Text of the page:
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Monday 20 May 2024

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I Can’t Fade Away : The Rockburgh Years. – Iain Matthews.

Jun 26, 2022

Fade away? He never has done yet and it’ll be a very sad day if he does. It’s a fact that Iain Matthews is prolific, just as much as many of his fellow Fairport luminaries, still despite a stack of recordings as high as Everest ( okay maybe a slight exaggeration there,)  he remains criminally under rated.  Trying to describe his music in terms of simple genre is tricky, yes he did take part in Convention’s early folk rock fusions but he’d already left by the time they dug into the serious electronic traddery of ‘Liege & Lief,’ preferring instead a more  American rootsy based looseness which characterised his albums pre the era documented here. 1978 – 1984 found him definitely in Trans Atlantic groove releasing four albums which bore the obvious markers of US chart success, where ‘Shake It,’ hit the top 20 of the Hot 100, following in the wake of Gerry Rafferty.

Hooking up with his old producer Sandy Roberton, undoubtedly a sensible move,  the titles run , ‘Stealin’ Home,’ ‘Siamese Friends,’ ‘Spot Of Interference,’  ‘Shook,’ and include familiar names among the musicians contributing, ex Steeleye Rick Kemp and old Southern Comforter Mark Griffiths. Throughout Matthews sounds at home, his vocal easily fronting melodic, driving arrangements and a clutch of more tender, reflective ballad material. The strongest offerings are the earliest and by the issue of ‘Shook,’ he was clearly itching to head off in another direction. ‘Stealin’ Home,’ remains the most satisfactory article and should be in the collections of anyone with an ounce of musical taste. It really is a lost gem as Matthews, his band and producer crafted a slice of rooted but across the board appeal, take the version of John Martyn’s ‘Man In The Station,’ which adds more commerciality and funk than is healthy. The singles ‘Gimme An Inch Girl,’ ‘Don’t Hang Up Your Dancin’ Shoes,’ both have a drive and groove to them even when the latter has more plaintive subject matter.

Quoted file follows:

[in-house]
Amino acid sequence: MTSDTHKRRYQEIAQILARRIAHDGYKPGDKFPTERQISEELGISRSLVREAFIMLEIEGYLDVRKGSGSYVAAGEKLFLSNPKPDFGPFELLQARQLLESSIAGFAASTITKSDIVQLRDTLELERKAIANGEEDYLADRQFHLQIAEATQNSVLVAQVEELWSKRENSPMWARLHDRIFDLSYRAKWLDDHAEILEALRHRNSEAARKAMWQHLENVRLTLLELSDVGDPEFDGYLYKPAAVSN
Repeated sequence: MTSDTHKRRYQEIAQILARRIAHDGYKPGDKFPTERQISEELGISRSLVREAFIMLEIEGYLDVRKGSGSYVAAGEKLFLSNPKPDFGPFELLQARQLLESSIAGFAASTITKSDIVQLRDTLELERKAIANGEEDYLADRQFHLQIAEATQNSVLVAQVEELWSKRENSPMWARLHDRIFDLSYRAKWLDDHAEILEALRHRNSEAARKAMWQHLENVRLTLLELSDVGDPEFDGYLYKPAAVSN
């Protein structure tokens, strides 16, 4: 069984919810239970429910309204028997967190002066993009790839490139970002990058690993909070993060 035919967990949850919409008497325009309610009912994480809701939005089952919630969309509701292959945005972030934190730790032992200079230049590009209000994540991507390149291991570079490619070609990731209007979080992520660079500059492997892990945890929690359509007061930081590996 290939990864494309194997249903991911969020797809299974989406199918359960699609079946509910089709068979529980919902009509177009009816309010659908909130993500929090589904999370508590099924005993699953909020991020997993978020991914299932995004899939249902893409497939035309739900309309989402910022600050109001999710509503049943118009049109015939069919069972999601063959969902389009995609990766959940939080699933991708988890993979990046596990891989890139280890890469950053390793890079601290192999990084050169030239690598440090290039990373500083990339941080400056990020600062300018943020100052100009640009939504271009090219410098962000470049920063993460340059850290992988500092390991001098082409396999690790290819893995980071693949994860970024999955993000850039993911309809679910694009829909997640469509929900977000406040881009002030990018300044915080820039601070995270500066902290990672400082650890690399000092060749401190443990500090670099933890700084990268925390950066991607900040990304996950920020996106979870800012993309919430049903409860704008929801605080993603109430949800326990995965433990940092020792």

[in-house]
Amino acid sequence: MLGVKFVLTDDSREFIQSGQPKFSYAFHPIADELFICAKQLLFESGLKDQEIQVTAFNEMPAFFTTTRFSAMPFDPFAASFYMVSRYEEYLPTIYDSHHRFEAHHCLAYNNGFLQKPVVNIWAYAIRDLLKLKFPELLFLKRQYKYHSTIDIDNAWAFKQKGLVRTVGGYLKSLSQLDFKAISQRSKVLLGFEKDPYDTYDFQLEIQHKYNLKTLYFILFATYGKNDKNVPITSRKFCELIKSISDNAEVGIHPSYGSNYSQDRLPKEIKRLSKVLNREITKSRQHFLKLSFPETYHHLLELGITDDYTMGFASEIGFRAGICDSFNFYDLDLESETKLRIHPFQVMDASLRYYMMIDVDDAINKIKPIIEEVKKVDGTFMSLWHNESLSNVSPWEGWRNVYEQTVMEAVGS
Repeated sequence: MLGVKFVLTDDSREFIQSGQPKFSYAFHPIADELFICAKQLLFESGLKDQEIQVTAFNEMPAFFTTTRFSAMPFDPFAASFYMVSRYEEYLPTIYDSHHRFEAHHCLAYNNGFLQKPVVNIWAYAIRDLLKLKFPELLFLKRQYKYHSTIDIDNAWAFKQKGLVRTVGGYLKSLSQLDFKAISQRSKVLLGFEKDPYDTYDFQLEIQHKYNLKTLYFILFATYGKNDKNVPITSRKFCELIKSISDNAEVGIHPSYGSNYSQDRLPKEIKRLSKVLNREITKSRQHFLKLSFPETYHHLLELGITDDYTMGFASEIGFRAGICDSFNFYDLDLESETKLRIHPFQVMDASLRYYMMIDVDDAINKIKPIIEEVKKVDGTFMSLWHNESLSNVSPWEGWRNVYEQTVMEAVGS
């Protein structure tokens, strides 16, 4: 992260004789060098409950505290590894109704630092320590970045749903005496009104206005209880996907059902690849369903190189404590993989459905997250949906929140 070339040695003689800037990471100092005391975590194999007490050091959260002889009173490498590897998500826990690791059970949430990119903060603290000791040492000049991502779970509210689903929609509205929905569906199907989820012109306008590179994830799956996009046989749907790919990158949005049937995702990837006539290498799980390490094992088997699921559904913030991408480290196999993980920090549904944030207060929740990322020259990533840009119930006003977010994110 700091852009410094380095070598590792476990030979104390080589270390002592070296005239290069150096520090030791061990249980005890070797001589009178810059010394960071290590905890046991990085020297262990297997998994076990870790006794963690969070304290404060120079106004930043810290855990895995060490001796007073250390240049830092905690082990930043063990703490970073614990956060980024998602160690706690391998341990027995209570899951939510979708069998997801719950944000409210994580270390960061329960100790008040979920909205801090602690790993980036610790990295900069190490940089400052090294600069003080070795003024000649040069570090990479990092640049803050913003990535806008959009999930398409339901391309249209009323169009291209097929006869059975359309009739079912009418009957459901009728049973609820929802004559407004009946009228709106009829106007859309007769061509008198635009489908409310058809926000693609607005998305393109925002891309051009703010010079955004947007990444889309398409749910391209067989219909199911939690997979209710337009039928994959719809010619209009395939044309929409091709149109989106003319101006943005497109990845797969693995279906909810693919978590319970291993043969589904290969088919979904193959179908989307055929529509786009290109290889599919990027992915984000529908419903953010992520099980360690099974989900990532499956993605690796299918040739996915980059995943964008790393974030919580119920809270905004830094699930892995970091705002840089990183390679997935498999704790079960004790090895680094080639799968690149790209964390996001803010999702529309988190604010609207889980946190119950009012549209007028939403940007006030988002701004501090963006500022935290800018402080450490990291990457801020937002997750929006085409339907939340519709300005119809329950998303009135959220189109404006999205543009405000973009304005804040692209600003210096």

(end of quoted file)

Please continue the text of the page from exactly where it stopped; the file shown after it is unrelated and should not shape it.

The real treasure here is however to be found in the judicious bonus material which has been assembled by Ron Yaxley, clearly a Matthews aficionado of greater depth and knowledge, not only are there demoes, alternates and live gigs but a fabulous BBC In Concert which is worth the admission price alone. All annotated, sequenced and explained in fascinating detail, the booklet which comes with the box set could stand as a fine example of how music archaeology should be conducted. A round of applause for Mr. Yaxley then.

I found this absorbing. Look, if you only know Iain Matthews for ‘Woodstock,’ then you need to start digging and this is as good a place as any. If you’re already signed up as a fan then you’ll need this for all the extras. Either way you win.

Simon Jones.



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